New Art Lets You Sit Among Cherubim

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A new, massive piece of art is adding biblical texture to one of the major buildings on LCU’s campus. When you walk into the Christian Development Center lobby now, you find yourself among cherubim wings.

The huge silver-metal Cherubim Wings artwork was recently dedicated during a ceremony featuring the artist and Dr. Jeff Cary, professor of theology and interim dean of the Alfred and Patricia Smith College of Biblical Studies. Dr. Cary provided background on how this project took shape.

Why did the Cherubim Wings happen?

“When we renovated the rotunda, we had two huge blanks walls. The walls were all the more noticeable when we removed the stairs, which had been the visual centerpiece. We realized we were going to have a very large empty room, and then noticed that once we plastered over the huge brick walls, what we had were essentially two gigantic blank canvases.”

“We began to think of how our building could function to invite students to engage with the presence of God. The wings from the ark of the covenant seemed like an image we could utilize artistically for this purpose.”

Who designed them?

“The design emerged primarily through collaboration between me, [Professor of Old Testament] Dr. Jesse Long, and the artist, Jack Maxwell, and his wife, Jill. Warren McNeill [vice president for university relations]was also heavily involved in those discussions.”

Why take down the stairs?

The stairs were used for many activities before they were removed, including a few wedding ceremonies of LCU students and alumni.

“We did not remove the stairs without a great deal of consideration.” Dr. Cary said.

“We were very aware that the iconic staircase held a special place in the hearts and memories of many people, including those of us who have worked in the CDC for many years. Eventually, however, we decided we wanted our building to be more conducive to community formation by providing significant gathering spaces for students.”

What does it change in the day to day aspect and aesthetic of the CDC?

“I think when people walk into the CDC now, there is a larger-than-life reminder that they are being invited to something that is much bigger than themselves. It is no longer merely a building where people go to classes. It is a space that announces powerful truths for those who are open to receiving them.”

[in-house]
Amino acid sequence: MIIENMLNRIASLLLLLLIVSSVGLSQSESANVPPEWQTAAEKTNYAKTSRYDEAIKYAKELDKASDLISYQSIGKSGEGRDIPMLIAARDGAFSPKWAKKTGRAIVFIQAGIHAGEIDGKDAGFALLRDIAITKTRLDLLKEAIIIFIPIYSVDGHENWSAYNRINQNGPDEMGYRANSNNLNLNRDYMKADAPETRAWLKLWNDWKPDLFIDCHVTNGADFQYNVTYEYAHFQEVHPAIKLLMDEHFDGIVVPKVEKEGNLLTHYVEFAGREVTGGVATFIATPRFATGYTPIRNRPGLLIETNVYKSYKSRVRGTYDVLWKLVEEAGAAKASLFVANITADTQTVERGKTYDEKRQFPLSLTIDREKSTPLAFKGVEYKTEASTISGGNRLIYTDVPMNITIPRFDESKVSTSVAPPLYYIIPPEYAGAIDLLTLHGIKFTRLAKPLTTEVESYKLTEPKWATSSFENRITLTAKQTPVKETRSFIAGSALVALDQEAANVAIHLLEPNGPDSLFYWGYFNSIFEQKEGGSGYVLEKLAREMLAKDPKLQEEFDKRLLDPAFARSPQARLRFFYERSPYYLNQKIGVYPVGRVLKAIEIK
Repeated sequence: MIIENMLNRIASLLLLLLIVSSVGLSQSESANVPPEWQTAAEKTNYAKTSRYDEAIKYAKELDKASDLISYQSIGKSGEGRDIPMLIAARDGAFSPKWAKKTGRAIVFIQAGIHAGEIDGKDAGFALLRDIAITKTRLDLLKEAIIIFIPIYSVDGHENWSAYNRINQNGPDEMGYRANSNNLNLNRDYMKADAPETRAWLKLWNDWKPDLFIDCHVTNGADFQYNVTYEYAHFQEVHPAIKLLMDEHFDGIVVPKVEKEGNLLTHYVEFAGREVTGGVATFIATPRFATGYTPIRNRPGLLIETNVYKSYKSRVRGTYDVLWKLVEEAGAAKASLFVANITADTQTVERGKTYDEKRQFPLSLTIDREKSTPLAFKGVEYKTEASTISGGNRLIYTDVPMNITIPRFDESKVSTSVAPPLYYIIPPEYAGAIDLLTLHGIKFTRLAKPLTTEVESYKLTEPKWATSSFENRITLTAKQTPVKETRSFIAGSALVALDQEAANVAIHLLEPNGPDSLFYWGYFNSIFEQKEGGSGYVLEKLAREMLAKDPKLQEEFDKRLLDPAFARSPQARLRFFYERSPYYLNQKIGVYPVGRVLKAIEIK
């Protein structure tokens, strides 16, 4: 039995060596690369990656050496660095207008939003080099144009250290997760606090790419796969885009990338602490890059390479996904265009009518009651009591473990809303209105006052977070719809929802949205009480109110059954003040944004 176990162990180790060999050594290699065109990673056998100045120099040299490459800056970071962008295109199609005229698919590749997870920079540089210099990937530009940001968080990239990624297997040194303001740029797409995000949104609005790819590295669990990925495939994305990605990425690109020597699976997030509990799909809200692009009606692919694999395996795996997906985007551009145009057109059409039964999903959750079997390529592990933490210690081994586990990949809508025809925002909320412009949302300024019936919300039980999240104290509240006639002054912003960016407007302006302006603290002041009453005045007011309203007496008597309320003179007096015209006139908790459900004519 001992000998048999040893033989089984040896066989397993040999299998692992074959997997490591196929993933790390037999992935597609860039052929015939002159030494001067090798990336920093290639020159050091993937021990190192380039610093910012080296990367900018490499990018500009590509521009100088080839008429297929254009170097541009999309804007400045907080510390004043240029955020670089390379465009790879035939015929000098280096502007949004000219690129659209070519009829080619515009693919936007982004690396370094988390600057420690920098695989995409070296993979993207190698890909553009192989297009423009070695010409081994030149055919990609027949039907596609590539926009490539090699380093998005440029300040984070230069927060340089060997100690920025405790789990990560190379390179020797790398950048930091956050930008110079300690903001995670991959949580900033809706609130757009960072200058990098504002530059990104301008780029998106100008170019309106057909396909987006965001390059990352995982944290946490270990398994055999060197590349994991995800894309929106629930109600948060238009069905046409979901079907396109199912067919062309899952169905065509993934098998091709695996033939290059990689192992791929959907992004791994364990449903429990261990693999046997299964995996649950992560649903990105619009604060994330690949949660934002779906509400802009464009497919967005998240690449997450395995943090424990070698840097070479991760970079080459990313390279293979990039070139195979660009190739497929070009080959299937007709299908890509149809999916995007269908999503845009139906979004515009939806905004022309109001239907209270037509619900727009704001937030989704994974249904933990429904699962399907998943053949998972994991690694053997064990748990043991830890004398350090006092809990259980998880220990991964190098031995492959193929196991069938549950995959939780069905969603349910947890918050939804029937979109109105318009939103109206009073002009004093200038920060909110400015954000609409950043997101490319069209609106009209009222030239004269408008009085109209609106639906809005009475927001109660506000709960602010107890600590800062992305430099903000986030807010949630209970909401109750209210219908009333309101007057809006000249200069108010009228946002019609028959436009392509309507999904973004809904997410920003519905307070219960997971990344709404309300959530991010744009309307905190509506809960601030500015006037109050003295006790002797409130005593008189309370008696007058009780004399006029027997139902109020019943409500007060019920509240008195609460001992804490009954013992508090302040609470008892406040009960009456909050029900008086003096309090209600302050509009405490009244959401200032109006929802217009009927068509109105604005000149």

“It is an invitation to engage with God,” Dr. Cary said.

What is the difference between cherubim wings and angel wings?

“Our own Dr. Mark Sneed has been doing a great deal of research on biblical monsters for a while now. He has pointed out that angels in the Bible are typically confused with other creatures such as cherubim or seraphim. Angels were God’s servants who could assume bodily form and were sometimes said to fly, such as in Daniel 9:21 and Rev. 14:6).

“Cherubim, on the other hand, were mythical hybrid creatures with massive wings. They were imposing and frightening creatures. For the Israelites, having cherubim on the ark of the covenant was a reminder of the fact that God was on his throne and his presence was not to be taken lightly.”

What would you want to happen next at the CDC?

“We currently have Josiah Jones, [a sophomore in youth and family ministry from Oklahoma City], working on a project to raise money for an adjoining prayer garden. I think that would be a wonderful addition to the CDC as we continue to consider ways in which our physical space can assist us in the mission of helping connect students with God.”

To view footage from the dedication ceremony, go to 

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